I was raised in a fundamentalist Christian church that can be best described by saying that although there weren't snakes involved in Sunday services, there were probably at least a few people who wouldn't have dismissed the idea out of hand. They did just about everything else: speaking in tongues, prophesying, faith healing, falling down to the ground "slain in the spirit," and a signature dance move that my friend Ashley at Big Top Family, who also had a weird upbringing, calls "grapevining for Jesus."
As a result, you can add Halloween to the long list of strange things about my childhood. I remember a few typical late-1970s Halloweens collecting candy as Wonder Woman or Dorothy before my parents started attending their church, but after that, the hammer came down. Around late September of my second grade year, I started chattering at the breakfast table about what I might want to be for Halloween, and my father announced without fanfare that I would not be going trick or treating. He told me that he and my mom had learned at church that Halloween was a throwback to pagan festivals that glorified the devil and featured human sacrifice, so we would not be celebrating it ever again. I clearly recall completely losing my tiny mind at that point, because WHAT ABOUT THE CANDY? WON'T SOMEONE PLEASE THINK OF THE CANDY?????
Of course, the church had an answer to that, because even they realized that you couldn't take away kids' candy and still expect them to love your religion. God is powerful, but not THAT powerful. As an alternative to Halloween, the church had an "All Hallows Eve" party where kids could go to play games and get candy, and I'm sure there was some kind of praying and singing involved. You could wear costumes, but they had to be Bible characters. In a word: lame, especially if you were a girl. In retrospect, I wish I'd insisted on going as Jezebel, or maybe the Whore of Babylon from the book of Revelation. Hindsight is 20/20.
Meanwhile, all my friends were running around the neighborhood after dark in packs, dressed as devils and vampires, collecting full-size Snickers and having a great time. My hymn-singing Halloweens sucked by comparison, though not as much as the more recent iteration of crazy-church Halloween co-opting ideas, like the "hell houses" where churches scare kids to Jesus by showing them people pretending to be dead from some combination of premarital sex, abortion, drugs, devil worship, secular humanism, and gayness (never, mind you, from starvation, tainted water, or suicide due to anti-gay bullying, but potato, potahto). So it could have been worse.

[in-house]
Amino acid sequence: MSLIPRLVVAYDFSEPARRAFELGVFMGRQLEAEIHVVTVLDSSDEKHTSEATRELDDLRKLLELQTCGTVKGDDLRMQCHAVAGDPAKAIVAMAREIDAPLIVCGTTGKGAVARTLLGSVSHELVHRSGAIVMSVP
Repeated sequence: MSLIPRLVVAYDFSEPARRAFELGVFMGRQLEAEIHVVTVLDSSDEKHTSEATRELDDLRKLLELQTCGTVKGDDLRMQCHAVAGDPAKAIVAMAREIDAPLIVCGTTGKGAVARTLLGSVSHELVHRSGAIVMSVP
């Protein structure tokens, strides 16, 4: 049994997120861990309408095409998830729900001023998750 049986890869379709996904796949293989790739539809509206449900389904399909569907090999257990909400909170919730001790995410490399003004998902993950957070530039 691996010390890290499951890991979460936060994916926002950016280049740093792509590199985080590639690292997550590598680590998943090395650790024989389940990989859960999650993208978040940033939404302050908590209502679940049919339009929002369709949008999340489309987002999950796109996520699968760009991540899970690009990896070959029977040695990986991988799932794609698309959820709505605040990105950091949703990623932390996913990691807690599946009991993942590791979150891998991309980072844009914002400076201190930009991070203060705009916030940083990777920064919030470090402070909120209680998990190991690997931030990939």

Now, as a mom, I love doing Halloween with my kids. Tweak is going as Darth Vader this year, and Tink will be Katniss Everdeen from The Hunger Games. They will go around the neighborhood and collect way too much candy, return, sort their loot, and chalk it up as a good time. Interestingly, my parents think the kids are cute in their costumes and don't have a word to say about whether I should let them trick or treat. I'm baffled that they ever saw evil in innocent childhood fun, and maybe they are, too.
It's part of our nature to wonder about the things that go bump in the night, and making fun of those things by dressing up as them is a pretty healthy way to deal with that fear. For me, while I wouldn't say I'm haunted by my religious upbringing, it definitely gave me some baggage. So this Friday, while I'm helping my kids put the finishing touches on their costumes and dressing my dog as an ice cream sundae, I'll be sticking a thumb in the eye of a mindset I've rejected. I may need to eat extra candy, too. You know, just to make sure I get my point across. It's a sacrifice I'm willing to make.